Investing in Bonds through Mutual Funds

The Small Investor's Key to Bonds

Bonds have long been a stable-return strategy for long-term investors. They offer an annual yield, similar to interest, which can be fixed or variable (floating rate notes), in which case the yield will rise with interest rates.

Bonds are the most common hedge against equity volatility, but it is difficult for individual investors to benefit from the stable returns bonds can offer. This is because most bonds are offered in denominations of $1000 or higher. As with all investments, bond investments should be well-diversified, ranging across a wide array of issuers, countries and types. So, a diversified bond portfolio can cost well above $50,000.

Mutual funds offer small investors a way to invest smaller amounts into this essential asset class.

There are two main types of bonds available to investors: Government Bonds and Corporate Bonds.

Government Bonds

Government bonds are issued by a government agency in order for the agency to finance its operations.

Treasury Notes (T-Notes) and T-Bills are intermediate- and short-term bonds issued by the United States Treasury. Because they carry with them the good faith and credit of the United States Treasury they are a very low-risk, low-return investment. Just about every Fixed Income Fund will invest a portion of its assets in U.S. Treasuries.

Municipal bonds are issued by individual municipalities throughout the United States and, as such, carry a higher risk of default. As a result, they often carry a higher yield than Treasury bonds. Municipal bonds are also very tax-efficient, as interest earned is usually not taxed by state and local governments.

Corporate Bonds

Corporate bonds are issued by corporations and carry a higher risk of default than most government bonds. The higher the risk of default, the higher the yield.

Corporations are issued a credit rating by Standard and Poors and Moodys, two credit reporting agencies not very different from the consumer credit reporting agencies, Experian, TransUnion and Equifax. S&P and Moodys have different rating scales, but both will consider the financial health of a company, its history of borrowing, and its outlook. These factors help to determine a company’s credit-worthiness.

The higher the rating, the lower the interest rate a company will have to pay in order to issue bonds.


There are two main risks involved in Bond investments: Credit Risk and Interest Rate Risk.

Credit Risk

Credit Risk is the risk that the bond’s value will decline because the issuer’s credit rating has declined. This has recently happened to many North American airline companies and two of the largest auto manufacturers as the companies’ financial health declined.

While it is more likely for corporate bonds to experience credit risk, many emerging markets that issue government bonds are also a risk. Current Iraqi bonds, for instance, decline in price with every bit of news of an insurgent attack, because investors fear that the country will default on its obligations. Brazil defaulted as recently as 1990 and Argentina defaulted in 2002.

Interest Rate Risk

This is a well-known but little-understood risk of bond investments: bond values decrease when interest rates rise, and bond prices increase when interest rates fall.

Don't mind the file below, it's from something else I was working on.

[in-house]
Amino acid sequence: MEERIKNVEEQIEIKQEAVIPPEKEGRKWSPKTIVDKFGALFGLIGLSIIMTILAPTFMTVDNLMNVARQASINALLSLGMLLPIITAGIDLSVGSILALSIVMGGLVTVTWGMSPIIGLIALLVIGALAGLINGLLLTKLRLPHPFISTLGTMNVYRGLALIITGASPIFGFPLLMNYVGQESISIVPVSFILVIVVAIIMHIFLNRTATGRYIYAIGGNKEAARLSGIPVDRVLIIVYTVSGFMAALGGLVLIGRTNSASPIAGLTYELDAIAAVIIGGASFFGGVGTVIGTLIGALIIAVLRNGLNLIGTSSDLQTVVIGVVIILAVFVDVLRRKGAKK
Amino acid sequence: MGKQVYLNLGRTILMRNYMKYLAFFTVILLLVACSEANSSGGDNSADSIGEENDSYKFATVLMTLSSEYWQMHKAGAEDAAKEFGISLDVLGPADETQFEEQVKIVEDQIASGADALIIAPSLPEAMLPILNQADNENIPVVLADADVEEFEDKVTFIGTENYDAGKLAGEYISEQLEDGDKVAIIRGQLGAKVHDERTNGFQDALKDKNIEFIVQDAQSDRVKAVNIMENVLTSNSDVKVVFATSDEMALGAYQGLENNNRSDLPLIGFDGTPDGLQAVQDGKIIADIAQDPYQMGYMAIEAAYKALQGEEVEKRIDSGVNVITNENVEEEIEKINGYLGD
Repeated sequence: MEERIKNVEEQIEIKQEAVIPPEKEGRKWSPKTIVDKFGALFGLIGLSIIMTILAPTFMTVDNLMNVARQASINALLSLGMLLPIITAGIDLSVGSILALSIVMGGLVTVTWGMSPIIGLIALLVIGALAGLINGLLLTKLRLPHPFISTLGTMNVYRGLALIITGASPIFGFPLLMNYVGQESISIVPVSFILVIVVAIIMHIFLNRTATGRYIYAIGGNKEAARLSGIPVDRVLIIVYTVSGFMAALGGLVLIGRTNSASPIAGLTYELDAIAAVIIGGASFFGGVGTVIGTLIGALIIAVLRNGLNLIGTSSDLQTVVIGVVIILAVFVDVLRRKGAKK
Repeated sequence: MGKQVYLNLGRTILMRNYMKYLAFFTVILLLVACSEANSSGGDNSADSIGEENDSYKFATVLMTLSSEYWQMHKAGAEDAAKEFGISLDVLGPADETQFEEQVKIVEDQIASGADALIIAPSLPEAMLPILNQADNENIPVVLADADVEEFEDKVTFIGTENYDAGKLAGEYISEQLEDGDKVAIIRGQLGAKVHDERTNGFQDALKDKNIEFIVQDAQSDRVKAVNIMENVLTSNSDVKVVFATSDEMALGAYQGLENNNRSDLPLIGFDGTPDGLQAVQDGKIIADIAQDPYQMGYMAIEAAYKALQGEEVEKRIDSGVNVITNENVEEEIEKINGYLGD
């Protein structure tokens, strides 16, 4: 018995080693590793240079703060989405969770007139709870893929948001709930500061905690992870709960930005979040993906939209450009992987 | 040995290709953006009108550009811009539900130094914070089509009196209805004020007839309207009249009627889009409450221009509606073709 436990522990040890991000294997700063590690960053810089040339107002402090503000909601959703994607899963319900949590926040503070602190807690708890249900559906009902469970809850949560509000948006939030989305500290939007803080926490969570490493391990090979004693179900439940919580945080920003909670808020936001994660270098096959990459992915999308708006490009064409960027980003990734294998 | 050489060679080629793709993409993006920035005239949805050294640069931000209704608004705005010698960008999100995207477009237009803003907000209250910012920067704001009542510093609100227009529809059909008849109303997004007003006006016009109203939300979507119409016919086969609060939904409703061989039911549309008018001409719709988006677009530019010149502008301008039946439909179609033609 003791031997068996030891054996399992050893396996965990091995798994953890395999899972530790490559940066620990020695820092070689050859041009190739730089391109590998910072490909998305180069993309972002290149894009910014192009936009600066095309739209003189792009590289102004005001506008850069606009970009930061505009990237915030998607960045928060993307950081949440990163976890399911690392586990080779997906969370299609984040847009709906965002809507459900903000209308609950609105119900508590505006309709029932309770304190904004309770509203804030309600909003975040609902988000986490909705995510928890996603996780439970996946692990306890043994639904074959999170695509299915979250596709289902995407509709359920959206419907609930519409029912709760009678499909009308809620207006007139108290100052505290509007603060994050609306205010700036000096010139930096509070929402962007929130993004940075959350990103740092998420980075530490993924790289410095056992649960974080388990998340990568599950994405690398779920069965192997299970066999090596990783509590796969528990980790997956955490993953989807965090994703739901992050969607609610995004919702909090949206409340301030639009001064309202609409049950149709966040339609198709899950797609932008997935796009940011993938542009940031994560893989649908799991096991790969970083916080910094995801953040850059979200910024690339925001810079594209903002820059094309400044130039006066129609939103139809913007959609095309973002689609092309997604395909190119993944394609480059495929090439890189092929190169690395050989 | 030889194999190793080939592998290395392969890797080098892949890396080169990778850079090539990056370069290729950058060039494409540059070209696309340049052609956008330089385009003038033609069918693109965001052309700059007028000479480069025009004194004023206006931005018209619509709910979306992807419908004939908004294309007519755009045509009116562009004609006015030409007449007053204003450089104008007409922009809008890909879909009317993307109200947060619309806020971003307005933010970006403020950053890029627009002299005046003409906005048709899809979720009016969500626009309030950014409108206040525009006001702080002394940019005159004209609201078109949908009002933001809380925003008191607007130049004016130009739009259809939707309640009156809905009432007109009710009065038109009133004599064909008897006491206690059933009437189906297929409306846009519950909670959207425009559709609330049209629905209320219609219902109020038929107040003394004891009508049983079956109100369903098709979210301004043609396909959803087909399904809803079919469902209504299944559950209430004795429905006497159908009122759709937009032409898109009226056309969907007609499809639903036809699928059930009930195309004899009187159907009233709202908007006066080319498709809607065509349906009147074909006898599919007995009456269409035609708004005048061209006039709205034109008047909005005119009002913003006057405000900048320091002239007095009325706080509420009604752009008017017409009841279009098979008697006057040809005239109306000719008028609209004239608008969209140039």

To illustrate this point, I will use an absurd example: let’s say I bought a 10-year bond issued by company A for $1,000 in January that paid a 5% yield. The interest rate on a 10-year Treasury (issued by the U.S. Treasury) was 4%. So, since Company A carried a slightly higher risk of defaulting than the U.S. Treasury, my bond carried an extra 1% yield.

Well, let’s say that in August, interest rates went through the roof, and the T-Note yield had doubled to 8%. My corporate bond, which only yields 5%, actually has a higher risk of default than current Treasuries, which pay 8%. Put another way, why would anyone buy a higher-risk corporate bond at 5% when they could buy a superior T-Note that yields 8%? As a result, I will not be able to sell my bond for $1,000. It’s price drops.

Now, I think 8% is a good yield for T-notes, so I buy one in August for $1,000. The following spring, as the economy stabilizes and interest rates fall. The T-Note yield is back down to 4%. Now, that original corporate bond I bought (assuming the company’s credit rating has remained stable through all of this) is worth $1,000 again. More importantly, my T-Note which pays 8% is now worth twice what I paid for it and I can sell it for a healthy gain.

Mutual Funds - Choosing a Fixed-Income Fund

These are largely factors which individual investors have little control over, so it is best to hire a professional when entering the bond market. This is where mutual funds come in.

The best fixed-income funds will be open-ended, allowing the fund to invest in a wide array of issuers and types of bonds. The fund management should be able to assess the bond market and determine which bond issues are likely to perform best.

There are times when short-term low-yield government bonds will fare better than corporate issues. Sometimes convertible bonds (bonds which can be exchanged for stocks at a fixed price in the future) will be the best investment. In the eighties and nineties, high yield bonds (also called junk bonds), bonds issued by companies with low credit ratings, performed best.

For this reason, you should consider diversified bond funds, which can benefit from all issuers and all types. PIMCO’s Total Return and Diversified Income as well as the Dodge and Cox Income Fund are very good choices.

For a tax-efficient income stream, specialty municipal bond offerings are a good option. Oppenheimer’s Rochester Munis are among the best, but nearly all fund families include tax-exempt bond funds.

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